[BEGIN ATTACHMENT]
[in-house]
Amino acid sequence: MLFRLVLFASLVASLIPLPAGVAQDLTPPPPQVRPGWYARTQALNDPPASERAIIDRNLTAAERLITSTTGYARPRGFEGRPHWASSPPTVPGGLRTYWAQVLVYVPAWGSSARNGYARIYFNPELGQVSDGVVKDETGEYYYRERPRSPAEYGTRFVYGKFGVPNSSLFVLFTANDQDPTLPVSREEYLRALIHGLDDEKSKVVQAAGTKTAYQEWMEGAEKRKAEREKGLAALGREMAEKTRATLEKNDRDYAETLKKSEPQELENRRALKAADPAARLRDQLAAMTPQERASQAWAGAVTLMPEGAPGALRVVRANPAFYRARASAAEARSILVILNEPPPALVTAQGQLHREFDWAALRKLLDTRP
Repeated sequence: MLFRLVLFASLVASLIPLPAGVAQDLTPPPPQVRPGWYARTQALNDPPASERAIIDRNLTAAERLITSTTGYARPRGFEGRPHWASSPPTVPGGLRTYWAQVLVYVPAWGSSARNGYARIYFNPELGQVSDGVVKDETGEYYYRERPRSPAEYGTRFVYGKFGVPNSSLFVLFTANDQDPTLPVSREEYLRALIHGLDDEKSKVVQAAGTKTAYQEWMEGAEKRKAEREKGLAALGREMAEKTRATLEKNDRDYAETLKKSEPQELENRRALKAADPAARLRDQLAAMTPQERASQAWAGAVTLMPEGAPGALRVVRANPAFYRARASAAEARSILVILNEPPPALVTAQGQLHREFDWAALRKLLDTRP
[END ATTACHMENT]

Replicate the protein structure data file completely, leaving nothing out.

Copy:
[in-house]
Amino acid sequence: MLFRLVLFASLVASLIPLPAGVAQDLTPPPPQVRPGWYARTQALNDPPASERAIIDRNLTAAERLITSTTGYARPRGFEGRPHWASSPPTVPGGLRTYWAQVLVYVPAWGSSARNGYARIYFNPELGQVSDGVVKDETGEYYYRERPRSPAEYGTRFVYGKFGVPNSSLFVLFTANDQDPTLPVSREEYLRALIHGLDDEKSKVVQAAGTKTAYQEWMEGAEKRKAEREKGLAALGREMAEKTRATLEKNDRDYAETLKKSEPQELENRRALKAADPAARLRDQLAAMTPQERASQAWAGAVTLMPEGAPGALRVVRANPAFYRARASAAEARSILVILNEPPPALVTAQGQLHREFDWAALRKLLDTRP
Repeated sequence: MLFRLVLFASLVASLIPLPAGVAQDLTPPPPQVRPGWYARTQALNDPPASERAIIDRNLTAAERLITSTTGYARPRGFEGRPHWASSPPTVPGGLRTYWAQVLVYVPAWGSSARNGYARIYFNPELGQVSDGVVKDETGEYYYRERPRSPAEYGTRFVYGKFGVPNSSLFVLFTANDQDPTLPVSREEYLRALIHGLDDEKSKVVQAAGTKTAYQEWMEGAEKRKAEREKGLAALGREMAEKTRATLEKNDRDYAETLKKSEPQELENRRALKAADPAARLRDQLAAMTPQERASQAWAGAVTLMPEGAPGALRVVRANPAFYRARASAAEARSILVILNEPPPALVTAQGQLHREFDWAALRKLLDTRP